The three of us hired bikes today from our hotel. Riding down to Linzer Strasse, we headed south and spent some time trying to find exactly how to reach the Rhine. It was very near, but we couldn't get to it. In Rheinbreitbach, we saw some very large pumpkins growing in someone's front garden. We found a bushy track, which led to a road, and we then had to stop for a passing train. Soon, we consulted a map near Unkel, and continued on our way. It was my first time on a bike in many years. I really enjoyed it. The only problem was the seat was really uncomfortable.
We stopped at Unkel for coffee. We were in Willy-Brandt Platz. Willy Brandt was Chancellor of West Germany from 1969 to 1974, and retired to and died at Unkel. Renate told me that Brandt had been forced out of office because an East German spy had got close to him, and passed on many secrets to the East German Government. Silly Willy.
We continued riding along by the river. Occasionally, numbered signs appeared along the path. These indicate the distance to where ships are allowed to start sailing on the Rhine (in the direction of the river's source). (The river flows north into the Netherlands.) As we rode along, many other cyclists breezed past us, as did elderly pedestrians, young families with dogs, and a few kids. Many elderly walkers trudged along with not one but two walking sticks, looking like they were about to go skiing.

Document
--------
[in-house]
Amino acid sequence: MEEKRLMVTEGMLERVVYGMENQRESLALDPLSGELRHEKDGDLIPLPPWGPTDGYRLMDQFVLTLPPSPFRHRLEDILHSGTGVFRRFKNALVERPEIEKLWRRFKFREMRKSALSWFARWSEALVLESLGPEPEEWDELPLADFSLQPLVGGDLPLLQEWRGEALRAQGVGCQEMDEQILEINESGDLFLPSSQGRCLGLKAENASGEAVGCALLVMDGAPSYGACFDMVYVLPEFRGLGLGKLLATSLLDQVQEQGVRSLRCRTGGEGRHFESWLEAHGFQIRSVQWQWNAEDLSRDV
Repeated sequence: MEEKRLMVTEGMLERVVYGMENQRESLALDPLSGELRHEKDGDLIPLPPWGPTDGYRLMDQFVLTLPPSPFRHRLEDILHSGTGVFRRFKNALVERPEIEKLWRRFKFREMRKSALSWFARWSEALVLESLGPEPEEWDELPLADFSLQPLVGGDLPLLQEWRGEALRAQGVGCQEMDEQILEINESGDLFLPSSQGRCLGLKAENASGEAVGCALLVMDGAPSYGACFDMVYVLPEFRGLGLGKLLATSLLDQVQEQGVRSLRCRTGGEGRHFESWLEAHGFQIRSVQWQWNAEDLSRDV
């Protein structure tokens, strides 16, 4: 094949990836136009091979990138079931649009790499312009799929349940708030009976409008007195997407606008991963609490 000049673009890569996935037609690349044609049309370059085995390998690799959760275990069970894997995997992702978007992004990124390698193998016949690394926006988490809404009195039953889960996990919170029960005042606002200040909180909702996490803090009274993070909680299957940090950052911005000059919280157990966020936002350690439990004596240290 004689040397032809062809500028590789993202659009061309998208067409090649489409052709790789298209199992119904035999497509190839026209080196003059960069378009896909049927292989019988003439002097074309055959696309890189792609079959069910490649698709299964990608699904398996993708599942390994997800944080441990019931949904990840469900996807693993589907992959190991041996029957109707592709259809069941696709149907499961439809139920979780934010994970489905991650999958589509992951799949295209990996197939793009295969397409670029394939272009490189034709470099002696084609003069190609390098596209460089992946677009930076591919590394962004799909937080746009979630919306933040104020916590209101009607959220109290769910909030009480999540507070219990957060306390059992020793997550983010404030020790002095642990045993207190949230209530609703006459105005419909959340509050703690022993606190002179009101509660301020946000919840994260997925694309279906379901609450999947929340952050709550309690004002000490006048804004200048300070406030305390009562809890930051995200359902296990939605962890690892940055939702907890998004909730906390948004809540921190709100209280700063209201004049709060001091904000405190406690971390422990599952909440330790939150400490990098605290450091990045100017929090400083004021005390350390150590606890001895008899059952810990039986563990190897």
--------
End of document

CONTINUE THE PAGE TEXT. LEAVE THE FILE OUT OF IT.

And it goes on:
Eventually, we came to the town of Erpel. In this general area of the Rhine, it's the most northern part of Germany for the growing of grapes for wine. At Erpel, this was reflected in the display of an old instrument for making wine, in the many grape vines that creep along the walls of the houses that line the narrow streets, and in those that hang across the lanes to the opposite sides. We had lunch at Erpel in a place called Marktplatz. There was a fabulous, tall plane tree just outside the restaurant that had been planted in 1887. Plane trees can be found all over Europe. But since we've been in Germany, plane tree leaves appear much more withered than in the south of Europe, a sure sign autumn is here.
After lunch, at 2.20, we started to head back to Bad Honnef. It took nearly 90 minutes to reach the hotel. After collecting our luggage, we walked the 50-minute journey to the boat pick-up point. Our boat to Köln departed at 5.30. We arrived there around 8.
An old apparatus for making wine at Unkel. The advertisement is for a local candidate in today's German election.
Me drinking a Weizenbier at Erpel
Sometimes cyclists must obey 'pedestrian only' areas along the Rhine.